If you can find a copy in your local genealogy library or fromone of the LDS stations, you will need to read and photo copy Reba Wisenbaker Paine's book "Christopher and His Children."It is currently out of print and Reba passed away about two years ago. Her son had indicated that he would be reprinting the book at some future date.
Christopher's voyage to America was very traumatic - his first boat was hijacked by Spain and then ransomed back to Holland; and he then resailed with a greatly diminished emigrants. All of the sailors, including the captain, got deathly sick and died, and the Austrian passengers had to sail the boat to the American port, barely missing Spanish Florida.
These Wisenbakers and other passengers were Salzburgers from Austria who were being forced from their homes because of the Lutheran beliefs. The Salzburg Society has a web page and has useful information there.
Jacob Wysanbacher/Wyssanbakher/Wisenbacher/Wisenbaker, his wife, Margaret/Margaretha, and Christopher Wysanbacher (possibly a son of Jacob but listed separately on the mainfest - so probably a nephew or cousin) were indentured servants. Christopher finally worked off his passage fee with his Jewish land owner, Abraham Minis, got married, raised some children who finally ventured down to Georgia, became well known farmers and wealthy, and donated most of the land to form the town of Valdosta. I believe Christopher was at least 17 years of age at that time, as younger children's age were listed on the manifest and his was not.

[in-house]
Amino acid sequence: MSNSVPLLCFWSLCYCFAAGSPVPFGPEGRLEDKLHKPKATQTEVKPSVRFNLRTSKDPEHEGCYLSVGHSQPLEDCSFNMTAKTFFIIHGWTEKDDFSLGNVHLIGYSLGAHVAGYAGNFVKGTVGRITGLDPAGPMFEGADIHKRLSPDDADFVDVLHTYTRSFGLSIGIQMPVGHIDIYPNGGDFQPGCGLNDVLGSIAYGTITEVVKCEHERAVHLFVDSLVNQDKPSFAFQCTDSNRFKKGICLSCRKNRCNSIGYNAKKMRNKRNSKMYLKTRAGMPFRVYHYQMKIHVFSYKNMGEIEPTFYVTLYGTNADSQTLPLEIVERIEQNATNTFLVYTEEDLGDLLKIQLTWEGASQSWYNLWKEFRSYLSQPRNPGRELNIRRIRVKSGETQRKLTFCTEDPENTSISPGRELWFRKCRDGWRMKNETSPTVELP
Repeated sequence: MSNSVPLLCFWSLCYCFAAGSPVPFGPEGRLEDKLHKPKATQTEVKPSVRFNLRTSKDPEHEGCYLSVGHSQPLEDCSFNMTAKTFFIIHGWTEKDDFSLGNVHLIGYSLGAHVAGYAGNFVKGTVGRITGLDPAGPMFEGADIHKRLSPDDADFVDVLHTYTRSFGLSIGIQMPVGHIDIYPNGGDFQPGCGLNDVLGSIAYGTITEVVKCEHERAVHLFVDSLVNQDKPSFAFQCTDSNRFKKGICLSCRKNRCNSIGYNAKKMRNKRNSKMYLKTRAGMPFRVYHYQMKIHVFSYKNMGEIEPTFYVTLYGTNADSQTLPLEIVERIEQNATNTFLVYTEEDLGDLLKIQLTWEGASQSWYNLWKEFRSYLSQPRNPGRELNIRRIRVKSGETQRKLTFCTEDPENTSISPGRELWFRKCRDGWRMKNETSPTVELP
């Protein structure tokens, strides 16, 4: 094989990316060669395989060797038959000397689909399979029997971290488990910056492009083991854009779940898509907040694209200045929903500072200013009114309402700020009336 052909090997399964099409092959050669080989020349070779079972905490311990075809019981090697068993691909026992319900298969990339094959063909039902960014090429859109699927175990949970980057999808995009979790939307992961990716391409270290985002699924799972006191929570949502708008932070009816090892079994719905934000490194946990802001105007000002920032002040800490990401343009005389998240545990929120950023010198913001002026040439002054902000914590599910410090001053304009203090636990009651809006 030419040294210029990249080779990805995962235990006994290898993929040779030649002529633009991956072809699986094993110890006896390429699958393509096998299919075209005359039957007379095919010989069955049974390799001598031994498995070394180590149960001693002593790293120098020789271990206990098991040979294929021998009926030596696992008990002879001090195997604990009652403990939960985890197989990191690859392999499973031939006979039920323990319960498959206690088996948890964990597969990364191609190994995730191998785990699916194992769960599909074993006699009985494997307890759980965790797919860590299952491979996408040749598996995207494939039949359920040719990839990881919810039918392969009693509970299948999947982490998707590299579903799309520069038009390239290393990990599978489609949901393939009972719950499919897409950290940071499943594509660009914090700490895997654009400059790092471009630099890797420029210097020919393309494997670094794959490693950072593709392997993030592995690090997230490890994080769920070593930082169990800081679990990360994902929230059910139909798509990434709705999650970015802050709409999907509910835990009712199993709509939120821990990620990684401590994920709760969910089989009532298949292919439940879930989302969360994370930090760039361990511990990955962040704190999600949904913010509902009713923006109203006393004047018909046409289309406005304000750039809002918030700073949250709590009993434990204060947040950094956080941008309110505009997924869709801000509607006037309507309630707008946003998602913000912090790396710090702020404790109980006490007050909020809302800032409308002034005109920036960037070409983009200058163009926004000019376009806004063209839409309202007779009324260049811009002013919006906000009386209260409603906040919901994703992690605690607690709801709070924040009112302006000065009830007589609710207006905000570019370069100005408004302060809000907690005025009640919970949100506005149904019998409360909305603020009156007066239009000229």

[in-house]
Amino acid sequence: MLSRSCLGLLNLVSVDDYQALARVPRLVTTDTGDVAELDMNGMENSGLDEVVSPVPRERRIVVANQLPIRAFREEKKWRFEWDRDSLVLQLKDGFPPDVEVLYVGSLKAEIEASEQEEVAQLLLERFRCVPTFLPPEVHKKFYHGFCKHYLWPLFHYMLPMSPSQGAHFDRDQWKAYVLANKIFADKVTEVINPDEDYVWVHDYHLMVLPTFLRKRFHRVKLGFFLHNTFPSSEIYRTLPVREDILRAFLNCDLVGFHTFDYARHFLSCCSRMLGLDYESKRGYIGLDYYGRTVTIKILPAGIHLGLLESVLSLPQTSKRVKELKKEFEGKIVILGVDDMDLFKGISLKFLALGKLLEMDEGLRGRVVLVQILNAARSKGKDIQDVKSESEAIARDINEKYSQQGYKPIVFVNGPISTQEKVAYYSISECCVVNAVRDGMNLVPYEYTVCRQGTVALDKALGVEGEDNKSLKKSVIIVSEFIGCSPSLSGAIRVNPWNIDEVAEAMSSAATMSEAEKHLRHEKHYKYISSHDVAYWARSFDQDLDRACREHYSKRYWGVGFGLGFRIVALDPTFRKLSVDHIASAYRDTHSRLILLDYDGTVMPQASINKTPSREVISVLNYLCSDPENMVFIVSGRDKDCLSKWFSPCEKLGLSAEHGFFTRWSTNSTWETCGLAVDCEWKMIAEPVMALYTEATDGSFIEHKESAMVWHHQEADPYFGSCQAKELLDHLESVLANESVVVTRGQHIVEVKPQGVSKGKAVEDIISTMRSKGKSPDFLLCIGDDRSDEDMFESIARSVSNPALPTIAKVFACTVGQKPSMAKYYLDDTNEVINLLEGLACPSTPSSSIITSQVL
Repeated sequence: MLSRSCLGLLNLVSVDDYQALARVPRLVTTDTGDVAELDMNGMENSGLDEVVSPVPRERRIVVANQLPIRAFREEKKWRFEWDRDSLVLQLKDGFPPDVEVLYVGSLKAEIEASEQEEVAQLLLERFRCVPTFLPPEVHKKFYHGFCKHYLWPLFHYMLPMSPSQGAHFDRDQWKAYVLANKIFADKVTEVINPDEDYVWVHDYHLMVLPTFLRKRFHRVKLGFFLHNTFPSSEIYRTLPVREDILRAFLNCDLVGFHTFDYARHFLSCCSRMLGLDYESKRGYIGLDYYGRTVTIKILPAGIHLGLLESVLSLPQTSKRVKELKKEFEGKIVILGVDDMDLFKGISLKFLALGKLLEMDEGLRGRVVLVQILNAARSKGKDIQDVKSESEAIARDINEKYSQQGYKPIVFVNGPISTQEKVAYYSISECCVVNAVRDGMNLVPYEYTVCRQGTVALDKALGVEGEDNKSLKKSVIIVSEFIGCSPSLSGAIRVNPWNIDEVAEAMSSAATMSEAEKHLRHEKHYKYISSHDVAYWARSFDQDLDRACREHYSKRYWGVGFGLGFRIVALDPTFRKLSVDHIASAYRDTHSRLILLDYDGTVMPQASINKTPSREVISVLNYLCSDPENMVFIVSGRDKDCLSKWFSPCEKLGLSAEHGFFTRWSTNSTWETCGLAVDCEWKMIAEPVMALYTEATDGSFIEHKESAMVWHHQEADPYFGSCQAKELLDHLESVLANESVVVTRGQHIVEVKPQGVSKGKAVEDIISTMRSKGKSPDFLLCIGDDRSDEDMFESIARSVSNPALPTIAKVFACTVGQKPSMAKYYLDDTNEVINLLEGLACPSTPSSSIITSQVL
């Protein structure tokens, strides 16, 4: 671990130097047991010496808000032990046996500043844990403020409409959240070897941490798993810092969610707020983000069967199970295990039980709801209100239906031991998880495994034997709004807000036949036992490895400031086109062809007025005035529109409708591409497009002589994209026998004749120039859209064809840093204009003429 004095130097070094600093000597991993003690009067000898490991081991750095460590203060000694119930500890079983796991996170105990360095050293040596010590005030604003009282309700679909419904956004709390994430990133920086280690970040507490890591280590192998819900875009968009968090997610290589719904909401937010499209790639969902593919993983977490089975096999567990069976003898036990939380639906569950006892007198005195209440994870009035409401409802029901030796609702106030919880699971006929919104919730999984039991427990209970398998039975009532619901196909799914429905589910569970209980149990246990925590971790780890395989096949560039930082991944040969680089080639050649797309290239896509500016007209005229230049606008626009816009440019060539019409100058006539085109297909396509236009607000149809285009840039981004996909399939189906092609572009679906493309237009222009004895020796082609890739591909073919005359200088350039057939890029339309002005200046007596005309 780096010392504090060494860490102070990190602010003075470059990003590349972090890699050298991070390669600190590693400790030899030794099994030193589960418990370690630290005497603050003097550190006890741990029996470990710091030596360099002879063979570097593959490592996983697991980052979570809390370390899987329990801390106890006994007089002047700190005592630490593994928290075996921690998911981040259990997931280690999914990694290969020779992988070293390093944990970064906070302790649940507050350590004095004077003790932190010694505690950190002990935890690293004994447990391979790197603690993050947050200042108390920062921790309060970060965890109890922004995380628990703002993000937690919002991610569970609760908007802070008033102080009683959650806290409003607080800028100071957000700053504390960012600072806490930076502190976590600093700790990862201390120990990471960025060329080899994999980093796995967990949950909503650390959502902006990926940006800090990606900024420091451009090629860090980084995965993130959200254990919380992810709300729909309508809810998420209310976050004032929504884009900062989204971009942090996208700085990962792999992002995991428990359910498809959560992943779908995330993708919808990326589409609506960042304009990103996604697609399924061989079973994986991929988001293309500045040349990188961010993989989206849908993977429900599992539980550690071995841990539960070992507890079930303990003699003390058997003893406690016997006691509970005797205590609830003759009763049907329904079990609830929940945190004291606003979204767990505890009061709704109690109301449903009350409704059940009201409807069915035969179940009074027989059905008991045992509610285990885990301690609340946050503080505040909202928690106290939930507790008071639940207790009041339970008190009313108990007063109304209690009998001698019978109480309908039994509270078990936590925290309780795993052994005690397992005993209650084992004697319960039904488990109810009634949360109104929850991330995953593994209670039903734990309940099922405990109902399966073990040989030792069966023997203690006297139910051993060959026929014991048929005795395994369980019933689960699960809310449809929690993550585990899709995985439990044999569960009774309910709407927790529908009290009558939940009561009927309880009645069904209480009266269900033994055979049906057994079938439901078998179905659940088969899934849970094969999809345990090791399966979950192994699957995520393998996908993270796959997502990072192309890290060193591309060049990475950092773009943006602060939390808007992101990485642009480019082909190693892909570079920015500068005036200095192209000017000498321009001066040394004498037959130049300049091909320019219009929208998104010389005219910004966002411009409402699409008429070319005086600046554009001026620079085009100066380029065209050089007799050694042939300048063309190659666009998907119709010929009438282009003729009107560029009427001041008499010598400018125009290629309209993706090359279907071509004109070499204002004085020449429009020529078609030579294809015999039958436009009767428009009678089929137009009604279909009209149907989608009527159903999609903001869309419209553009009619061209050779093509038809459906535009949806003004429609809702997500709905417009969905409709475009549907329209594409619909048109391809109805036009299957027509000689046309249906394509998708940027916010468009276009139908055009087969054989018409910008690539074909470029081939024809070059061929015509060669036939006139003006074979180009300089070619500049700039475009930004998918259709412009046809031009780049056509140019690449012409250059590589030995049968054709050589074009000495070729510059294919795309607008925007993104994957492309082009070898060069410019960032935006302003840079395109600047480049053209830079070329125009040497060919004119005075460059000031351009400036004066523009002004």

They were initially in the town of Ebenezer, Georgia, settled by the Lutherans in 1734, being the first settlement in Georgia. Even though they were Salzburgers, some historians also call them part of the Palatine immigration (referring to German from Germany, Austria, etc.).
Some of the clan moved to Florida and several moved to Texas after the indians were somewhat tamed and the Mexican war was over. I am from one of those Texas immigrating Wisenbakers--John Franklin Wisenbaker.
I have most of Reba's information in my Gedcom file and RTF/html/wpd files online at my web site: http://laanderson.com/laa-gene.htm#wisenhttp://laanderson.com/laa-gene.htm#wisen.If you have additional information that will add to any gaps in my data, please contact me personally.
Wisenbaker name could have come from "Weitzenbeck," "Weisenbeck," [associated with white bread] "Weisbeck" or "Weisbach" [associated with white, clear stream]. I personally believed the clan ate white bread while they fished by a clear, white stream--most of the Wisenbakers I know were hunters and fishermen.